Unscrew them all, and youll be able to open the casing. For that, you will have to help yourself with a screwdriver, as the casing is held close by small plastic clips.

Once opened, You see the circuit board, the two small loudspeakers (to be removed, unplug the connectors), and the set of external connectors.

The circuit board must be removed and stored for further use. It is held in place by 5 screws, but first you have to unplug the screen flat cable and power cable.

In the red ellipse, you see the screen flat cable, and in the yellow ellipse, you see the loudspeaker connector that hes been unplugged from below the board. In the picture below, in the blue circle, you see the screen power connector (you have to unplug it)

Now, to unplug the screen flat cable, take great care of not damaging the connector. You have to GENTLY lift up the brown part see the picture below:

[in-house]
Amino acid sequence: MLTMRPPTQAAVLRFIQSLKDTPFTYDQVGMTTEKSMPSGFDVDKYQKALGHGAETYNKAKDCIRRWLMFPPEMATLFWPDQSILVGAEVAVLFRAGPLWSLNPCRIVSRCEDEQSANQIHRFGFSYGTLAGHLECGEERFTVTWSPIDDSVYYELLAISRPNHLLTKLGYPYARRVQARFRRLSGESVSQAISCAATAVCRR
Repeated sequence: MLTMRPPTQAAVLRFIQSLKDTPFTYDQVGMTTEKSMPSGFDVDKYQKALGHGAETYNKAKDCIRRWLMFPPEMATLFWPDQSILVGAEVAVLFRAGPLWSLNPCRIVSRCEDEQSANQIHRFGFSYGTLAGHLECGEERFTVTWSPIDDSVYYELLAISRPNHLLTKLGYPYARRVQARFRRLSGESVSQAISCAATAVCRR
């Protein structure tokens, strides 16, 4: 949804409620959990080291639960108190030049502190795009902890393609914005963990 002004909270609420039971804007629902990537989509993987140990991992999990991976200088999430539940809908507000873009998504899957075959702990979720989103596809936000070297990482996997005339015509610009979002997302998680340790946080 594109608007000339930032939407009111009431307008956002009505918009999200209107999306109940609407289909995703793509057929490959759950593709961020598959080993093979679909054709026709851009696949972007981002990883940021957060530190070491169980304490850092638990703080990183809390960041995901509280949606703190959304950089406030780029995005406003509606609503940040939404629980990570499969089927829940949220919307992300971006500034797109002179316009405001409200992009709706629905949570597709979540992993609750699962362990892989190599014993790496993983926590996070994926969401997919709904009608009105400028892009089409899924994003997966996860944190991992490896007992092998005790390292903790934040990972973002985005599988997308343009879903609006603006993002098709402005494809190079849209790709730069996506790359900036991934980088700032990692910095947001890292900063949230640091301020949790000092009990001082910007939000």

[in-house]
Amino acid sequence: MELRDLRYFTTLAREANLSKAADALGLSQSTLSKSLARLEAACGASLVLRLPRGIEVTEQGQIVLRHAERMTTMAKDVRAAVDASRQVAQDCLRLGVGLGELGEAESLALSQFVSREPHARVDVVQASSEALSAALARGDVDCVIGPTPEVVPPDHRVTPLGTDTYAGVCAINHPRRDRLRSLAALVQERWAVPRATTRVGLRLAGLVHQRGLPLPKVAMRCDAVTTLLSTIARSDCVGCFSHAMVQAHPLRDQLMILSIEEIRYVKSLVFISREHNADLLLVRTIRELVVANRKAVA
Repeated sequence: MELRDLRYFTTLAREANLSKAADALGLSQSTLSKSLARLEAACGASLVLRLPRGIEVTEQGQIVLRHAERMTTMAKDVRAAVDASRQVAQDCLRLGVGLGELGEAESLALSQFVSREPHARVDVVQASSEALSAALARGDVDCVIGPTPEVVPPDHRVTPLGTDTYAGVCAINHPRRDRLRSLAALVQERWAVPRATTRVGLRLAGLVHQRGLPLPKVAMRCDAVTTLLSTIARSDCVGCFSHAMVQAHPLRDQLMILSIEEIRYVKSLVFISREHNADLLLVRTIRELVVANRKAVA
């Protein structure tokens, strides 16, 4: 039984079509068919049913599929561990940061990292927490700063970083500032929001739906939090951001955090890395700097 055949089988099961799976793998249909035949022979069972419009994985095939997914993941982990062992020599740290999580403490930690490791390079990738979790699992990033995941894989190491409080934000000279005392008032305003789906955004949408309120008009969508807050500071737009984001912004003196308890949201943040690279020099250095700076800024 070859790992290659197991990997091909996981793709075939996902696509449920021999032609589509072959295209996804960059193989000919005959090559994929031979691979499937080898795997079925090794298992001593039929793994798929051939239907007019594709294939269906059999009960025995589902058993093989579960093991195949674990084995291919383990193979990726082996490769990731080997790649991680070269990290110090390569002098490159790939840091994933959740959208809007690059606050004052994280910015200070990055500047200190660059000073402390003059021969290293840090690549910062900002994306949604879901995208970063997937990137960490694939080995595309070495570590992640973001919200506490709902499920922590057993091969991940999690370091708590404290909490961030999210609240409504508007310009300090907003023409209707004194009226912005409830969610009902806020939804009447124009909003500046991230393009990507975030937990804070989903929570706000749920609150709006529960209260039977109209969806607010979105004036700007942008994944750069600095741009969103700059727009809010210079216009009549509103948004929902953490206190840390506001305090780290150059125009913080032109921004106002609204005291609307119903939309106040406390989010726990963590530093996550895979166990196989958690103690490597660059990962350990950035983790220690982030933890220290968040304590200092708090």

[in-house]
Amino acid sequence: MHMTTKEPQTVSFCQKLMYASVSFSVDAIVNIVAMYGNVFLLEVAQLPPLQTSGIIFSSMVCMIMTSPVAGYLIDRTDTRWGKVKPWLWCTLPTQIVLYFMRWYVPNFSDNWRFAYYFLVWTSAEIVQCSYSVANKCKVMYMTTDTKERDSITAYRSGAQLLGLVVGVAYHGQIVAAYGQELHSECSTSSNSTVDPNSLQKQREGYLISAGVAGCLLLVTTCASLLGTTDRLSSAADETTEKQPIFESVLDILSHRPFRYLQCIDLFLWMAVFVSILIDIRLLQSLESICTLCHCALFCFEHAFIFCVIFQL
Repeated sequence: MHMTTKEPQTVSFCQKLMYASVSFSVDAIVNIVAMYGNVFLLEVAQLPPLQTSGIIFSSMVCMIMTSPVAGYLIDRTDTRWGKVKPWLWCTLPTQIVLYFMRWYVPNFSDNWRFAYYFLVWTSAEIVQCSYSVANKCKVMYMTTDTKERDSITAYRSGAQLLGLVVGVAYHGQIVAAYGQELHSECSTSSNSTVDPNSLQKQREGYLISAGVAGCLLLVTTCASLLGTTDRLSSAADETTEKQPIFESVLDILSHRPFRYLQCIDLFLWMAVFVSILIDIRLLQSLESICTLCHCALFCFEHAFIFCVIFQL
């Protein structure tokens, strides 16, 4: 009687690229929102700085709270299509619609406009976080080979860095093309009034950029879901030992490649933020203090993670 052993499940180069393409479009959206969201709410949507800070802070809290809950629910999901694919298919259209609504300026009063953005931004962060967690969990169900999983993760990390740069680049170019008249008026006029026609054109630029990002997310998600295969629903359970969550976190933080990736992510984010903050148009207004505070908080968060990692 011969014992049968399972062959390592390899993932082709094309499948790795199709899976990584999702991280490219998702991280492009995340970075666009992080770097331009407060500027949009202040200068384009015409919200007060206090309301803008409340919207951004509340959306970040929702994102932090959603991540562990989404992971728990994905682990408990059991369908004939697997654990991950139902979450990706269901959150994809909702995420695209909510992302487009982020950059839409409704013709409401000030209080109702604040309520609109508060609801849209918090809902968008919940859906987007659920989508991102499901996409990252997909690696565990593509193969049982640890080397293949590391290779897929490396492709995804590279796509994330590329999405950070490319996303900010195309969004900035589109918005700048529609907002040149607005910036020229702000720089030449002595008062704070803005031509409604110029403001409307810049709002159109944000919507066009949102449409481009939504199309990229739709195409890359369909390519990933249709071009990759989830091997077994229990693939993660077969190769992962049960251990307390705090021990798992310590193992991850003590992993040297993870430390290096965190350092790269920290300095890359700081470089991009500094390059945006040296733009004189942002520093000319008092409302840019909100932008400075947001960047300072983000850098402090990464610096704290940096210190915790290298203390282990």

Then you can take the flat cable out. Here, a small screwdriver is used to lift the cable.

Now you can separate the electronic board from the small LCD screen, as shown in the next picture:

Now, on the small LCD, you have to cut the fixing parts on the side (shown by arrow in the next image), otherwise it would impede on the FMC keys.

You can see how it looks, once the fixing parts have been cut. Picture from the back of the screen clearly shows the flat cable and the power cable. Fit it on the PCB, just to see

Later, we will glue it on the board, using silicon glue, which is both very resistant and that you can later remove, if needed. If we just lay the hispapanels panels above the PCB + screen, at this stage, here is what we obtain: Not bad, for a beginning, no ?

E Preparing the hispapanel keyboard The hispapanel kit comes with the keys in two parts that you have to glue together. Lets do that.